A great way to share files
IN the bad old days before networking was common, the only way to send a file to another computer was to save it to a floppy disk and carry it over to the other machine. This wasn’t so bad if the other computer was just a few desks away at the office – and if the file wasn’t too large, since the old 5-1/4-inch floppy disks could only hold 1.2 megabytes of date, not nearly enough to store even your average MP3 song. But if the other computer was halfway across town, you’d need to get your walking shoes on, hence the term “Sneakernet.”
The development of networks, both wired and wireless, made life a little easier. You could save the file to a folder on the server and allow other users on the network to gain access to it.
Or, after the Internet became common, you could simply attach the file to an e-mail and send it off.
The major disadvantage to this approach is that large files take quite awhile to upload – before you can send them to some server halfway around the world, which would then forward the message back to your colleague seated next to you.
The newest versions of the Windows and Mac operating systems have options for ad hoc file sharing, but these aren’t very easy to set up, especially if you want to share files across two different platforms.
The Mac introduced a feature called AirDrop starting with Mac OS X Lion that enabled two similarly configured Macs to send files wirelessly to each other even without a Wi-Fi network. Unfortunately, this approach didn’t work with older Macs, and of course, wouldn’t work with Windows or Linux PCs.
If you’re working transferring files between notebooks, you could try Bluetooth, but this, too, can be a pain to set up, and the data transfer rate is slow. It also won’t work if you’re trying to send a document to a desktop PC, which typically has no Bluetooth capability.
Then there’s the modern-day equivalent of the floppy, the USB stick, but this requires the annoying, extra step of safely removing the device afterward, or even more irksome, the possibility that you’ll forget to retrieve your storage device.
In search of a more convenient way to share files across platforms, I recently came across the free and open source application called NitroShare (https://launchpad.net/nitroshare), which runs on Linux, Windows and Mac OS X.
Written by Nathan Osman, NitroShare is designed to be a hassle-free way to send and receive files to and from machines sharing the same wireless network.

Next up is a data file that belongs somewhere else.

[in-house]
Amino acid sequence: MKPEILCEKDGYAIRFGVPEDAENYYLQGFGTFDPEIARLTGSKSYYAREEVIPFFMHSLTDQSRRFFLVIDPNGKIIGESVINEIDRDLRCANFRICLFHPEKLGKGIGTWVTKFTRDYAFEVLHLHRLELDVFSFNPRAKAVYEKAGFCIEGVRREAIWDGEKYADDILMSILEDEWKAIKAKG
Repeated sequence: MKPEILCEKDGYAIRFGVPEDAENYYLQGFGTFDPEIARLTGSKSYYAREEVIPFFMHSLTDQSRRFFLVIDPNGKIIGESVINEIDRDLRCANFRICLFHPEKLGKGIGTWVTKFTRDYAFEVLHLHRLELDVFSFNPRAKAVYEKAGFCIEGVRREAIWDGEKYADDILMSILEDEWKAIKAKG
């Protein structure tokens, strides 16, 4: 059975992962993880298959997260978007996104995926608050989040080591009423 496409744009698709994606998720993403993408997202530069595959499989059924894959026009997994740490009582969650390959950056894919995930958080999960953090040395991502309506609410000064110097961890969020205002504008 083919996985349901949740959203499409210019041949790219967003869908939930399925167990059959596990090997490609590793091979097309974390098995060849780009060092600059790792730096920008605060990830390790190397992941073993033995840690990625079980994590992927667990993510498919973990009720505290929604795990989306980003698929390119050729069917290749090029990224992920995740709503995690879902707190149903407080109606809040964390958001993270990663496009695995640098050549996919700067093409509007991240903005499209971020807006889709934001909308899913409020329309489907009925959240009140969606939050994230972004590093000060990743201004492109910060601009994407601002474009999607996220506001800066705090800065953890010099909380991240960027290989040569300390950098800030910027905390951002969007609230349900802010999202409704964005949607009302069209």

To get it up and running, simply download the appropriate version of the program for your operating system and run it. There’s no need to enter any network settings; the program will automatically discover all other machines on the network running NitroShare.
The application integrates with the operating system, using application indicators on Ubuntu Linux, the system tray on Windows, or the status menu on the Mac.
NitroShare also creates a small widget, called a ShareBox, on the bottom right of the screen. To send a file to another machine on the network, simply drag it from your file manager into the ShareBox and tell it where you want to send the file. You can create dedicated ShareBoxes on your desktop so you can skip the destination pop-up.
You can use the drop-down menu from the tray icon to send a file. If you’re running Ubuntu Linux, a third method is to right-click on the file in the Nautilus file manager and choose “Send item with NitroShare.” Recipients get a pop-up asking them if they will accept an incoming file.
By default, NitroShare puts incoming files onto the desktop, but you can change this and other preferences by using the Settings menu item.
File transfers are pretty fast, but if you want to speed them up, particularly on larger files, you can also use on-the-fly compression to decrease the transfer time and the bandwidth used.
NitroShare was one of 130 programs submitted to the App Showdown contest organized by Ubuntu’s sponsor, Canonical, in June. Even though it didn’t make it into the top three, it’s a big winner in my book.